Wood Bison Trail
Phantom Ecology
Bituminous Sands, Northern Alberta, Canada

In 1997 the Canadian Society of Landscape Architects presented a Regional Award to the Edmonton based landscape architectural firm EIDOS Consultants Incorporated, for their planning, design, and implementation of the Wood Bison Trail. The work completed for Syncrude Canada Ltd. is primarily focused around the four kilometer “Matcheetowan Discovery Trails” through “Gateway Hill.” While the trail itself seems uninspired in comparison to the rich Boreal Forest ecology just beyond the expanding edge of the landscapes of extraction and waste, perhaps the significance of the project is tied to the unique status of Gateway Hill as the only certified reclaimed land in the entire Athabasca bituminous sands region. In close relation to the trail are a series of designed site markers, interpretive signage and access points. EIDOS states: “the development of the Wood Bison Trail provided the opportunity for Syncrude to communicate visitor information and its corporate vision of responsible economic growth which respects local aboriginal, environmental and community values.” The design exercise culminates in the Wood Bison Gateway, the artist Brian Clark’s siltstone carving of seven bison.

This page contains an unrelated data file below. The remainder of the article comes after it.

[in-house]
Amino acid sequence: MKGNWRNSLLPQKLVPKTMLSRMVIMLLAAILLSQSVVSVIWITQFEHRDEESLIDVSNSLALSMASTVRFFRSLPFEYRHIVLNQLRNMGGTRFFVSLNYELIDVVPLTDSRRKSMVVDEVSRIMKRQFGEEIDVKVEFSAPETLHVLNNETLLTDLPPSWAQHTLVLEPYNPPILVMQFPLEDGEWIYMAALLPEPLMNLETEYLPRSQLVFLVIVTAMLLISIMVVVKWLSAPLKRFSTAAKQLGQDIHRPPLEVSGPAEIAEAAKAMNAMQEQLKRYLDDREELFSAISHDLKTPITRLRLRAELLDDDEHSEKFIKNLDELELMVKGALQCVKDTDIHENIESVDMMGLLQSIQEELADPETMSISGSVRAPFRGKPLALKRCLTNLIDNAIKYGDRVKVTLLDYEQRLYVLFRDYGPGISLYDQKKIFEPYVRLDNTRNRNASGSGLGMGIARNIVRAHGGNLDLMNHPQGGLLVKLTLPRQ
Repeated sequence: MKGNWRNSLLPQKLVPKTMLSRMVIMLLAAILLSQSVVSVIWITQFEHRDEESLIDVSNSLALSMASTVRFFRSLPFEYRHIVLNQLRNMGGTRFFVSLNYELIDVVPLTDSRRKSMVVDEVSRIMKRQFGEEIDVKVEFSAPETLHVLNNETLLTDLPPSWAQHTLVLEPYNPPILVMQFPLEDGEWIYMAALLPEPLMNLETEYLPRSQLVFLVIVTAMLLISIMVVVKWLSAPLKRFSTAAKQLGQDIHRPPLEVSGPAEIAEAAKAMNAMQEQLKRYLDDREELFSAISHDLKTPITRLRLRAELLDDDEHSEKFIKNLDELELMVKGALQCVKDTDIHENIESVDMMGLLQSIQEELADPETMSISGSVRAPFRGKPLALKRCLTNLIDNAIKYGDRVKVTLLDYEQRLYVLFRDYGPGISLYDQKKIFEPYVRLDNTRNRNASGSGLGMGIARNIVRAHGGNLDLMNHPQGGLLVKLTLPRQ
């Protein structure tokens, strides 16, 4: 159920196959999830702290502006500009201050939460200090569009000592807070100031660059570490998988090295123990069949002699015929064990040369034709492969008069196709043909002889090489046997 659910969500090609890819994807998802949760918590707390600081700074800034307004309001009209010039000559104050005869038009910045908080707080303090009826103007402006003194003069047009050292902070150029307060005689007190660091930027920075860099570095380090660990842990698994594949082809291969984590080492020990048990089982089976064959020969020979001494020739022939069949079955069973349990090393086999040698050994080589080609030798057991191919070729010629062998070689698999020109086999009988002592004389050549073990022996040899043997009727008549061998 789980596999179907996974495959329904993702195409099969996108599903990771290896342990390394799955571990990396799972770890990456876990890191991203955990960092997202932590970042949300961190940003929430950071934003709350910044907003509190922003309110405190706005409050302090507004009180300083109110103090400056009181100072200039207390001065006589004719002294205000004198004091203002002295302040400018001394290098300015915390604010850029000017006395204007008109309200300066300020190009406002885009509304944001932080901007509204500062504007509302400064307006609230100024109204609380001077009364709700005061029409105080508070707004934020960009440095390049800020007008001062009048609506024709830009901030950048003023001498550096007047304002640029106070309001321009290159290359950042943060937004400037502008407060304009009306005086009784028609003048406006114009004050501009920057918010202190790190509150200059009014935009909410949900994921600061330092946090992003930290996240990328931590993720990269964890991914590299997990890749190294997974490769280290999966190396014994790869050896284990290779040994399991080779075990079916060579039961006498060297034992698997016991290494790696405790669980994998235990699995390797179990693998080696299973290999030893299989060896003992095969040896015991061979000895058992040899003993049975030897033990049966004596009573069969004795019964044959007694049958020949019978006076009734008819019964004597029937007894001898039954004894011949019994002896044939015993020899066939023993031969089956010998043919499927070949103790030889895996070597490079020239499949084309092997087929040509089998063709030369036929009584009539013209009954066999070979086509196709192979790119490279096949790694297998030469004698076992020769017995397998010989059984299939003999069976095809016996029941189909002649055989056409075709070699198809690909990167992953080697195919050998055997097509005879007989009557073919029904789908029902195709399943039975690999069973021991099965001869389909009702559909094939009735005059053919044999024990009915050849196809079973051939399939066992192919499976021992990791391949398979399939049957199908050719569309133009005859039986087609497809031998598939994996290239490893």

But the sculptures, which appear as in a sombre dark grey rock, have the unfortunate presence of tombstones. Surrounded by so much ongoing habitat destruction, it feels too early to celebrate the growth in population of the wood bison and their official move from an endangered to threatened species.

Proposed in the following pages is an addition to the Wood Bison Trail designed to push further this perceivable tension between destruction and reclamation. The existing Wood Bison Viewpoint is drawn out over the West In-Pit (WIP) tailings pond. The platform is made of locally logged timber, and the structure is light so as to make more powerful the feeling of floating above the toxic liquid below. The picturesque reflections trace a mirrored view of the ongoing Syncrude operations  and the remarkably vibrant colors of both the reduced and reclaimed landscape.